Russian uranium no longer option for Natrium plant

Nicole Pollack with the Casper Star-Tribune, from the Wyoming News Exchange

CASPER — Questions about the advanced nuclear reactor planned for Kemmerer have circulated since the day TerraPower announced it would be built in Wyoming. 

People living near the candidate sites wanted to know where the spent fuel would go. If — and how — the electricity the plant generated would be taxed. Whether workers would be rehired from the coal plant it ended up replacing, and if the coal mine the plant relied on would survive.

Wyoming, home to the vestiges of a booming uranium industry, still houses plenty of untapped uranium reserves, and TerraPower has also been asked many times whether the reactor could run on Wyoming uranium. Before mid-February, the answer was yes, it was possible, but not in time for this first plant. 

The U.S. imports nearly all of the uranium it uses to generate nuclear power. Advanced reactors like TerraPower’s require a more highly enriched fuel that, at present, is only sold by a state-owned Russian company. It didn’t look like the U.S. would be able to establish its own fuel supply by the plant’s 2028 operating deadline. Until that supply chain was in place, TerraPower had no choice but to get its fuel from Russia. 

Even though that wasn’t the answer most people wanted to hear, it was one many seemed to accept. The state hoped to attract many more advanced reactors, after all. If the endeavor succeeded, interest in Wyoming uranium would probably follow. 

Then Russia invaded Ukraine, and as the U.S. looked to wall itself off from Russian energy, a lot of Americans realized just how much the U.S. nuclear sector — whose aging plants already struggle to compete economically with electricity produced from natural gas and renewables — depends on the cheaper uranium imported from Russia and its neighbors. 

On Feb. 28, Wyoming’s Legislature voted 25-34 on a bill amendment that would’ve barred any nuclear plant operating in the state from using Russian uranium. U.S. Sen. John Barrasso, R-WY, introduced a bill this past week in the Senate to add uranium to the federal ban on Russian oil and gas. 

According to Jeff Navin, TerraPower’s director of external affairs, Russian fuel is no longer an option, regardless of what lawmakers do. Not even for that first plant. 

“We have stopped any and all conversations with the Russians,” Navin said. “We have no interest in re-engaging with the Russians. We are putting all of our efforts into trying to figure out how to get a domestic supply chain stood up as quickly as possible.” 

Congress’s Advanced Reactor Demonstration Program requires the TerraPower reactor and one other facility to be operational by 2028 to qualify for billions in matching Department of Energy funds. The ambitious initiative, intended to speed up the notoriously slow process of building a nuclear plant, doesn’t budget much time for bumps in the road, but fuel has become an unexpected hurdle.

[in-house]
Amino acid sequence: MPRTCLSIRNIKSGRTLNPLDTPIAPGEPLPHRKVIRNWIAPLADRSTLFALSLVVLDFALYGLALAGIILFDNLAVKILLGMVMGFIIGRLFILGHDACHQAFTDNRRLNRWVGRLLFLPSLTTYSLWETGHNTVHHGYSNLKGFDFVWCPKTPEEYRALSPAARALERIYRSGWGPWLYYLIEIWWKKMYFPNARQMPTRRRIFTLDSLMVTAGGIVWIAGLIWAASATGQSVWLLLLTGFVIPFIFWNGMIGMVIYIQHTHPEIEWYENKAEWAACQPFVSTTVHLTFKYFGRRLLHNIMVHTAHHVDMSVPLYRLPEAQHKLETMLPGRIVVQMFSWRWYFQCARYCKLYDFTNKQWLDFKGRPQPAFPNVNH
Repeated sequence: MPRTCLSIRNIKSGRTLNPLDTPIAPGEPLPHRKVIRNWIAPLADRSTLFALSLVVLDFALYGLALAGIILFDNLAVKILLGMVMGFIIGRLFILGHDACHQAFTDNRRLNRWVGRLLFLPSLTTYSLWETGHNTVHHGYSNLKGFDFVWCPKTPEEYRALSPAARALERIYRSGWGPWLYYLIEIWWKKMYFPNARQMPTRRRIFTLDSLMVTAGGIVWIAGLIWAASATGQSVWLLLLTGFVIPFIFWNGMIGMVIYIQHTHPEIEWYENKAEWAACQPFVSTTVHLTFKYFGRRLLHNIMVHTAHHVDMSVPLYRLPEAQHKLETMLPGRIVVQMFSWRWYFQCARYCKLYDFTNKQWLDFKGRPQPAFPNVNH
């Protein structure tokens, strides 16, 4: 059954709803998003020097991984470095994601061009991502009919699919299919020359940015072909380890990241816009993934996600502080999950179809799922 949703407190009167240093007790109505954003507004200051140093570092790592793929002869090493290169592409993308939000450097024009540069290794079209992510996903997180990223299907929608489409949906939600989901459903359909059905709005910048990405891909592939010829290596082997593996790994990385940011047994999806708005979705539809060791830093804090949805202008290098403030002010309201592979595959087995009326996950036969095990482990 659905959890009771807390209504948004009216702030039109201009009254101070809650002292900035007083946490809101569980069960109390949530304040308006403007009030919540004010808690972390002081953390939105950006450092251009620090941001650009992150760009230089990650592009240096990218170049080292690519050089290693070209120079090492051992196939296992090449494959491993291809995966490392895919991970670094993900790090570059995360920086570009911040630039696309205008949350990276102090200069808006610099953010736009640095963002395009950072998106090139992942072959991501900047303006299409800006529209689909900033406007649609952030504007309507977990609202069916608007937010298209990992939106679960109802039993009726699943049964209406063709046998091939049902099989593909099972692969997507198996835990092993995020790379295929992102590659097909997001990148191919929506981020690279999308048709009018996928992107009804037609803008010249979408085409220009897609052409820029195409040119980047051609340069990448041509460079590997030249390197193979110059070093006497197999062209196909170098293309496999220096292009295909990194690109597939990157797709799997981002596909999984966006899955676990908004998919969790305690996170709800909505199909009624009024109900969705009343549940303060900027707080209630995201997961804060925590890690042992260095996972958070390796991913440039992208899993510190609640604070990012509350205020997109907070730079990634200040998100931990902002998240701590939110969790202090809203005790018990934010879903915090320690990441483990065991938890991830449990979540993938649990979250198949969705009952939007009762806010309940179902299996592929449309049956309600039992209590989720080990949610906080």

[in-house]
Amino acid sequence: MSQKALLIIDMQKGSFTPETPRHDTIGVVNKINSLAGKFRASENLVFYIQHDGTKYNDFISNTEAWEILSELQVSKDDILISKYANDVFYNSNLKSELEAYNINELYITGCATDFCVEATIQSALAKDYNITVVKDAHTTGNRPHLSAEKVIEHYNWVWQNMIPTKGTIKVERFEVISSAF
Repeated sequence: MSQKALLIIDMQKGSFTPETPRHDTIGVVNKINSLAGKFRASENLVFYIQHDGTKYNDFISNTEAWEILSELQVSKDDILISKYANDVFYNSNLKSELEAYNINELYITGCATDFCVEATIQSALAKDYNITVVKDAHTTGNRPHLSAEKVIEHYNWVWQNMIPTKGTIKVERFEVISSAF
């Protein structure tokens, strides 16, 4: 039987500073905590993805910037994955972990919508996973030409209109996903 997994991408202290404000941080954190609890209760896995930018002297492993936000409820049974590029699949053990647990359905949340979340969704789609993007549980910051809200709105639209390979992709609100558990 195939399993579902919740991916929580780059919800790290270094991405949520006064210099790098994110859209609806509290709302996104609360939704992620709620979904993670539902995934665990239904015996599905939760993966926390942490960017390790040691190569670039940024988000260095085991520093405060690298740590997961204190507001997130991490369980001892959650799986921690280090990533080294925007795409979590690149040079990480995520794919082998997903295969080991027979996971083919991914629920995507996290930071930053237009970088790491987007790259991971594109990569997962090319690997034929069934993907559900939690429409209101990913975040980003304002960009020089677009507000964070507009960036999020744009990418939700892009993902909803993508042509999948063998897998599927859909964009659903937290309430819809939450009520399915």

Turning its back on Russia leaves TerraPower with six years to secure another supplier. 

“Two months ago, I could have told you our plan to get our first core load,” Navin said. “Today, I can’t. So it’s certainly introducing a little more uncertainty into the project.” 

There’s exactly one U.S. enrichment facility authorized to make the fuel TerraPower needs: a nearly operational Ohio demonstration plant, owned by nuclear fuel supplier Centrus Energy, that will be able to produce about 900 kilograms per year. 

Combined, the first core loads of the two nuclear plants scheduled to start up by 2028 require nearly 20 times that volume. Some of that fuel could potentially be made using federal stockpiles of highly enriched uranium through a process known as downblending, but downblending isn’t a long-term alternative to commercial production. Which means the fate of TerraPower’s Wyoming plant is now tied to the scale-up of the U.S. nuclear supply chain. 

“It’s an incredibly important area,” said Andrew Griffith, deputy assistant secretary for nuclear fuel at the Department of Energy. “And we’ve got to get it right, and we’ve got to get it quickly.”

Most of the responsibility for bridging the enrichment gap falls to Congress. Existing appropriations, including the $1.5 trillion omnibus spending bill passed last week, have given the Department of Energy the money to get started. It was doing just that — the agency issued a request for information about the commercialization of advanced nuclear fuel — when the establishment of a U.S. source became an immediate concern. 

“Clearly, this is a really important need. It’s a recognized need. ... But it is a function of funding,” Griffith said. 

The more money Congress shells out to help keep the Advanced Reactor Demonstration Program on schedule, the faster the Department of Energy anticipates onboarding industry partners and bringing commercial enrichment capacity online. 

When it comes to the earliest reactors, though, Griffith isn’t making any promises, no matter how deep Congressional pockets may prove. 

“It’s going to be a challenge,” he said, “regardless.”


This story was published on March 20.


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